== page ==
Thirty-four years after the death of Bobby Sands veteran director Brendan J. Byrne presents a meticulously researched and balanced recount of the hunger striker.
ncarcerated at the Maze Prison in 1977 for the possession of a firearm, Bobby Sands began his hunger strike in the Spring of 1981 as protest to the reclassification of IRA prisoners. Previously granted 'special category status', this position was diminished under Thatcher, and Sands, later joined by nine others, embarked on a hunger strike to force the British government to recognise them as more than criminals.
yrne gets inside the mind of Sands by having Martin McCann (The Survivalist) softly narrate Sands' diary which comprise of his troubled thoughts as he contemplates what he's doing, what is in store and the effect this is having on his mother. Running parallel to this is a biography of Sands: his childhood on the streets of Belfast and the experiences he had that led to joining the Provisional IRA in 1972 at the age of eighteen.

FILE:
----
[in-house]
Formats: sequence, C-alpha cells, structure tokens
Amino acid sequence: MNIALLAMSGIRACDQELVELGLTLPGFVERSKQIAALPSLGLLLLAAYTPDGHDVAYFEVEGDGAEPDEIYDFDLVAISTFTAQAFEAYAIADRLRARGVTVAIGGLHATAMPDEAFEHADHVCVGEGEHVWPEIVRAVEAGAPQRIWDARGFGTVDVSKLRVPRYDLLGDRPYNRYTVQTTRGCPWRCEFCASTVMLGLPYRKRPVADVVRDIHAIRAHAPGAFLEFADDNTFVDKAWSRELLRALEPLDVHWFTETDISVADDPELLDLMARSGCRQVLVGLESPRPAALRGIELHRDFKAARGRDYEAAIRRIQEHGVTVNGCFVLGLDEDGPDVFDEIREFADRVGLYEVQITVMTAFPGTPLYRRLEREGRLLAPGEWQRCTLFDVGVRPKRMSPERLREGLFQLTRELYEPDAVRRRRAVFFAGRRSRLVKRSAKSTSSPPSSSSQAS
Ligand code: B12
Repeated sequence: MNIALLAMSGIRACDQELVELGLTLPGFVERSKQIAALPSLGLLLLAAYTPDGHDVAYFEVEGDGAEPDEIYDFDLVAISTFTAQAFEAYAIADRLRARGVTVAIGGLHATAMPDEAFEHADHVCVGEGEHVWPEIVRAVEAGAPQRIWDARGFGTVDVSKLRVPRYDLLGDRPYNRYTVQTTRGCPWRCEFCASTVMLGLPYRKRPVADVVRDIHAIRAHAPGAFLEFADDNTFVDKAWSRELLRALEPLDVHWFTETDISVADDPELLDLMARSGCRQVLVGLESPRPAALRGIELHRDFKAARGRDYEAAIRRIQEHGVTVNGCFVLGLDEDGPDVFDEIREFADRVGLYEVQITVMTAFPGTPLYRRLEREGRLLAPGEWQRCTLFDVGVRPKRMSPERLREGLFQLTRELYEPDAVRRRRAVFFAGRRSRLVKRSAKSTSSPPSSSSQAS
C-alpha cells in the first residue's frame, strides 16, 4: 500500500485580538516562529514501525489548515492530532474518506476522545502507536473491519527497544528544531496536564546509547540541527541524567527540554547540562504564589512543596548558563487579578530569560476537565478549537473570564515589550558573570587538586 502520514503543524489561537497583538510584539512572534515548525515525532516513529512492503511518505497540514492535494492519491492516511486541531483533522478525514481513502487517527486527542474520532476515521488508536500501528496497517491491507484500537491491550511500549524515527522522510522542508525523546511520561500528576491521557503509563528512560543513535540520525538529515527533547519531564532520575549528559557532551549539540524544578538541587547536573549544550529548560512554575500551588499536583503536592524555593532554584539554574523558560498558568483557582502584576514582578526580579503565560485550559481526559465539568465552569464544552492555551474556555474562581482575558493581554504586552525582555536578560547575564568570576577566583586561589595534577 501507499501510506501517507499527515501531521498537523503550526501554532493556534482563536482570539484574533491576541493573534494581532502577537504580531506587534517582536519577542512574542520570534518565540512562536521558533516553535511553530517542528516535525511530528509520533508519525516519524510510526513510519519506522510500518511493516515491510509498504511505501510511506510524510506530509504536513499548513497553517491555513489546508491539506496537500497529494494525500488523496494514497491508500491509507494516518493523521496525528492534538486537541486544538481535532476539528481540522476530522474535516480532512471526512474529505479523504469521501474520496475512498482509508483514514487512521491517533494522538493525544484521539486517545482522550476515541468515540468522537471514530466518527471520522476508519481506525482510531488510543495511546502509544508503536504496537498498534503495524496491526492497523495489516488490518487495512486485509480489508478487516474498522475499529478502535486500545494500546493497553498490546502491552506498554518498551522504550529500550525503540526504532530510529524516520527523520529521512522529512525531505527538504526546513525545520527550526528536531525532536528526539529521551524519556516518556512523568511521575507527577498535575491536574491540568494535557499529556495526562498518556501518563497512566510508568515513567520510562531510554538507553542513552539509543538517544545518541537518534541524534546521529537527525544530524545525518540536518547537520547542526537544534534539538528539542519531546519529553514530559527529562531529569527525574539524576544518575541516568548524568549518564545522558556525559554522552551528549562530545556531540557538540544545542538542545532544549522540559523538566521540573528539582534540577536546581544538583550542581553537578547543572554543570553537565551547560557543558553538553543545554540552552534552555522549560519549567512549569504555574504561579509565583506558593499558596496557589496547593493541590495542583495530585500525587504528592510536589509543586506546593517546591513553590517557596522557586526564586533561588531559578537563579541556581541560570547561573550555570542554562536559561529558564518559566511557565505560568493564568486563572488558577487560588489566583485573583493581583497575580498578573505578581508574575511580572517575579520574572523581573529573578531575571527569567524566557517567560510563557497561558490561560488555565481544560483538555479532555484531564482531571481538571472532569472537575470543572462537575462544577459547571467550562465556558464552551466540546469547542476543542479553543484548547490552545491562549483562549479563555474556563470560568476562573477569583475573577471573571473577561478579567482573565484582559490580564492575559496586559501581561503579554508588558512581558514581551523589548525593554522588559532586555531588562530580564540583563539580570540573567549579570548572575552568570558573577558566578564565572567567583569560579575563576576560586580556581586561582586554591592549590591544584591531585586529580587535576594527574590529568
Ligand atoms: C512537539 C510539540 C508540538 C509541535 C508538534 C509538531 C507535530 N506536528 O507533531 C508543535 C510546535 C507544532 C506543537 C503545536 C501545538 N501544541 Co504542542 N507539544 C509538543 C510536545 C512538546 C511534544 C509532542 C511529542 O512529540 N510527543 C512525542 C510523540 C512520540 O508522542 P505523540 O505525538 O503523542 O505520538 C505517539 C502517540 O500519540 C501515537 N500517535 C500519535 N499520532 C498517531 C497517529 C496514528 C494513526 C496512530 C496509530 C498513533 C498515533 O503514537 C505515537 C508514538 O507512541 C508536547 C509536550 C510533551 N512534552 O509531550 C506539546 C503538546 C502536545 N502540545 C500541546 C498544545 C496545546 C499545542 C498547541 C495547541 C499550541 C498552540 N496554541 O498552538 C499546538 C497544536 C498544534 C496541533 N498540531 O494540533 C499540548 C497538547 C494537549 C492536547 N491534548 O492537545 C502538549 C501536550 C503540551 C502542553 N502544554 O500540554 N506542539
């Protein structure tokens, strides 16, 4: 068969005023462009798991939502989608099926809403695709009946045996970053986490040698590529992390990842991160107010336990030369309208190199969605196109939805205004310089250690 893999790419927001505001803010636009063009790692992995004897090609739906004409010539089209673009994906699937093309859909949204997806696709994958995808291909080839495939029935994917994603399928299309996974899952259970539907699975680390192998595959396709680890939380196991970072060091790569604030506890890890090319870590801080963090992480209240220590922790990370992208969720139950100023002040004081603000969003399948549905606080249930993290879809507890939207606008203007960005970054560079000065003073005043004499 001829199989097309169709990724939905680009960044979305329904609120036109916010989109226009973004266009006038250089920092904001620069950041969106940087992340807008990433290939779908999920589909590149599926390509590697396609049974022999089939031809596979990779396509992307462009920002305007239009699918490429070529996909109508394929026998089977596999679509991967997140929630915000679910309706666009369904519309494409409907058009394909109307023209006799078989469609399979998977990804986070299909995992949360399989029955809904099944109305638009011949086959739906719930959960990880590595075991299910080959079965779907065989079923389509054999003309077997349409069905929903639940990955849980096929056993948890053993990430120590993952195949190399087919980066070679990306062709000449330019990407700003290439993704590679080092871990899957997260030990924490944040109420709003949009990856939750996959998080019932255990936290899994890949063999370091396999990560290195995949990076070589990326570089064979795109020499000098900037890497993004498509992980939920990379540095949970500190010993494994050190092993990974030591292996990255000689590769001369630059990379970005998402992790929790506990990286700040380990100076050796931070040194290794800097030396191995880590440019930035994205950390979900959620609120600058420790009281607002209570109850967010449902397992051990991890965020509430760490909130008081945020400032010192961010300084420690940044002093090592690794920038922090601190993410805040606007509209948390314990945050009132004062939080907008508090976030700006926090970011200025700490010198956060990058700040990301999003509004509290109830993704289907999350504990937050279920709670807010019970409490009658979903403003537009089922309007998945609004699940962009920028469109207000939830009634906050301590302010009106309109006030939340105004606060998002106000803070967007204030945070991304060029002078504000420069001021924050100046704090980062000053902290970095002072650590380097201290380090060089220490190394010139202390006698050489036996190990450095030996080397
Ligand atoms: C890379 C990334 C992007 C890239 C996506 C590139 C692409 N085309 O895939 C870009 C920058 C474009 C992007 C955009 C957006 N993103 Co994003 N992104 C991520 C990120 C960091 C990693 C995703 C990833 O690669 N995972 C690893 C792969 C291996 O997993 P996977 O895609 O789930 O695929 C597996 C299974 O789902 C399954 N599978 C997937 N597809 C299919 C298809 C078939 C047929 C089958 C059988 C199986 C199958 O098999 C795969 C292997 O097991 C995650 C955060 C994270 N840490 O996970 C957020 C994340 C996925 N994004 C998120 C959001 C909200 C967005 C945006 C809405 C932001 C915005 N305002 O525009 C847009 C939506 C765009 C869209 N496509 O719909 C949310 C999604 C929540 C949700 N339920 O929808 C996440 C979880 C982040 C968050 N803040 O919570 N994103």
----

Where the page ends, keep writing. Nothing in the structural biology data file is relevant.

yrne ensures the story has a wider context, slipping in The Troubles 101 bullet points for those unversed (thankfully keeping that to a minimum) and shows how the strike captured the imagination of the international media (footage of ABC special reports and other news updates from around the globe). There's also a brief history of hunger strikes and a reminder that Sands wasn't the first to embark on such an ordeal in an Irish prison, focussing on Terrence MacSwiney, the Lord Mayor of Cork, who embarked on a hunger strike in 1920.
yrne also enforces a sombre tone throughout with the John Carpenter-esque eerie synths soundtracking the countdown of days as Sands' death approaches. It's a difficult watch but a rewarding one.